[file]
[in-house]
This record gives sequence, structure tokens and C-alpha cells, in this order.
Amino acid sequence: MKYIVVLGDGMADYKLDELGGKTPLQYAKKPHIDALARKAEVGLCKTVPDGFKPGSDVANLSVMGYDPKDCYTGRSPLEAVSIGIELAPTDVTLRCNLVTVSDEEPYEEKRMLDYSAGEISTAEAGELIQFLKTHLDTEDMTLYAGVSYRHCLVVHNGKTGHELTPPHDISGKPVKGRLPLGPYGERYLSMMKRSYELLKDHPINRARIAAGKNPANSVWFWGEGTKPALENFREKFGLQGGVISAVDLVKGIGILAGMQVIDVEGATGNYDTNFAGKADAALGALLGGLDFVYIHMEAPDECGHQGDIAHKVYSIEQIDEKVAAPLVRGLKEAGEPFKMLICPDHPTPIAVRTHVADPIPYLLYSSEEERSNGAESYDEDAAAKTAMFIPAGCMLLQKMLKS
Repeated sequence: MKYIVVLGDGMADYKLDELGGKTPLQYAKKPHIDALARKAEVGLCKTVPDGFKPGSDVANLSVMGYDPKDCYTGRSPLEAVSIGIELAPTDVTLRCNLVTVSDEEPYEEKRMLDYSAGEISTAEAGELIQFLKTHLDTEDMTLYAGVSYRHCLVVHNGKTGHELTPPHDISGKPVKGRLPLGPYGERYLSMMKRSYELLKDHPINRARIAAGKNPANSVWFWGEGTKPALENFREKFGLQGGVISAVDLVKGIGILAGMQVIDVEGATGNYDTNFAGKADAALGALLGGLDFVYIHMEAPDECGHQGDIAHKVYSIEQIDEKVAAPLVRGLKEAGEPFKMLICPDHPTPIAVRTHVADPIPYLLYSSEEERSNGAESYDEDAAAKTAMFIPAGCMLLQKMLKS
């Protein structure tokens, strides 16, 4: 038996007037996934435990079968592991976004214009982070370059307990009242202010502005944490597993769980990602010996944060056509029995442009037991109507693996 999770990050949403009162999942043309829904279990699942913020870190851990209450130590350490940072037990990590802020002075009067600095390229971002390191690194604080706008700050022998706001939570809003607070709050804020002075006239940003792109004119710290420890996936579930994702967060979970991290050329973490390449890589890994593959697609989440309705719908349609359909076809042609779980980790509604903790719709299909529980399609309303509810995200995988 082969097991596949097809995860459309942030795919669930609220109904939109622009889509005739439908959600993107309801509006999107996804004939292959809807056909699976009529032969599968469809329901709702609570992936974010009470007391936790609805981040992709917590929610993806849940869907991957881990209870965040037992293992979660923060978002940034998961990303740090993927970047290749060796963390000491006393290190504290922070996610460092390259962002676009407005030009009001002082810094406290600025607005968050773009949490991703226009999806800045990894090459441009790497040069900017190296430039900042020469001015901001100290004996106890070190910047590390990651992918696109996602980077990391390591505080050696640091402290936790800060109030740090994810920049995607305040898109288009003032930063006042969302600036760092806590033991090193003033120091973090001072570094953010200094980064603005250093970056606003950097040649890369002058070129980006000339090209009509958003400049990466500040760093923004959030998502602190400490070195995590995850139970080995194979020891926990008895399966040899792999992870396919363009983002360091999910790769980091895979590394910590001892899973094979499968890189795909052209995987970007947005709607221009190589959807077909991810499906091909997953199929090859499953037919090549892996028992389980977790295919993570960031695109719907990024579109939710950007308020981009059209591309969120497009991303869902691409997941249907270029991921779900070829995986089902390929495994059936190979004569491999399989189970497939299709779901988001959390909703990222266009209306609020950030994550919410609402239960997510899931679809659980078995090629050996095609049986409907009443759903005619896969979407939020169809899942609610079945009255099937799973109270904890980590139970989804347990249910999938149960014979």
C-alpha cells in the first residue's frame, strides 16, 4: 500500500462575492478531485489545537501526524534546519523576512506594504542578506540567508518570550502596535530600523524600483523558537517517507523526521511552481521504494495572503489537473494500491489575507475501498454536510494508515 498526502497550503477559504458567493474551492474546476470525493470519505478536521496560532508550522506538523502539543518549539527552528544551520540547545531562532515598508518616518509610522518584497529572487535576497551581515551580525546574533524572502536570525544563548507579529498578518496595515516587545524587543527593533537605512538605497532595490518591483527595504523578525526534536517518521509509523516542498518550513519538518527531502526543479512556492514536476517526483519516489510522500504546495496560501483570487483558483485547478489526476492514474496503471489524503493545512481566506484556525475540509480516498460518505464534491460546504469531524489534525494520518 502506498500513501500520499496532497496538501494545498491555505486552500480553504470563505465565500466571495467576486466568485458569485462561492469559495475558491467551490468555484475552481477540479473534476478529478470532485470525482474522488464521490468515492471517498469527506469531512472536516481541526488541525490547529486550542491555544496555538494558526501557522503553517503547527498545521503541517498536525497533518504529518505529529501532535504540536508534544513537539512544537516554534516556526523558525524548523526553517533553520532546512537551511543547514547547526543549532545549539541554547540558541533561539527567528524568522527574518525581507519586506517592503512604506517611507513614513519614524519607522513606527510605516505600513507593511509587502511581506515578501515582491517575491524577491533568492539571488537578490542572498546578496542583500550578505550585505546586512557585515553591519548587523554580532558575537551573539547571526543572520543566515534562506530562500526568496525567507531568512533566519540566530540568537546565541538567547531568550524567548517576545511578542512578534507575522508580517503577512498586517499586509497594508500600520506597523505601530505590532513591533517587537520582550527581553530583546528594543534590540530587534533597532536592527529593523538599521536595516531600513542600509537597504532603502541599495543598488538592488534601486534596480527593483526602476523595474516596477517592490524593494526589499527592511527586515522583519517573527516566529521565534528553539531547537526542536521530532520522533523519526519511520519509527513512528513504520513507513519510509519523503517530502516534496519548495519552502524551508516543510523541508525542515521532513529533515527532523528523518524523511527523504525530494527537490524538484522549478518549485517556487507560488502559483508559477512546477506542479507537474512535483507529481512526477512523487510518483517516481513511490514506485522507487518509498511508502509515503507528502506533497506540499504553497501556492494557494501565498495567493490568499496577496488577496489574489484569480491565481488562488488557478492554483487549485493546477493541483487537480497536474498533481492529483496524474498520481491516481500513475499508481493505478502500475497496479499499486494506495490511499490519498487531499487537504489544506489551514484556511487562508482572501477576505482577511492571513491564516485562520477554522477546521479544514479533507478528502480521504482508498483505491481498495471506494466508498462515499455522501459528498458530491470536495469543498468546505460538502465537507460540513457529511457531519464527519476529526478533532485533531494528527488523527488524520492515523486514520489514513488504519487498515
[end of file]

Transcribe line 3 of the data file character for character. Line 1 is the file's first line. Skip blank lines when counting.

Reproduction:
Amino acid sequence: MKYIVVLGDGMADYKLDELGGKTPLQYAKKPHIDALARKAEVGLCKTVPDGFKPGSDVANLSVMGYDPKDCYTGRSPLEAVSIGIELAPTDVTLRCNLVTVSDEEPYEEKRMLDYSAGEISTAEAGELIQFLKTHLDTEDMTLYAGVSYRHCLVVHNGKTGHELTPPHDISGKPVKGRLPLGPYGERYLSMMKRSYELLKDHPINRARIAAGKNPANSVWFWGEGTKPALENFREKFGLQGGVISAVDLVKGIGILAGMQVIDVEGATGNYDTNFAGKADAALGALLGGLDFVYIHMEAPDECGHQGDIAHKVYSIEQIDEKVAAPLVRGLKEAGEPFKMLICPDHPTPIAVRTHVADPIPYLLYSSEEERSNGAESYDEDAAAKTAMFIPAGCMLLQKMLKS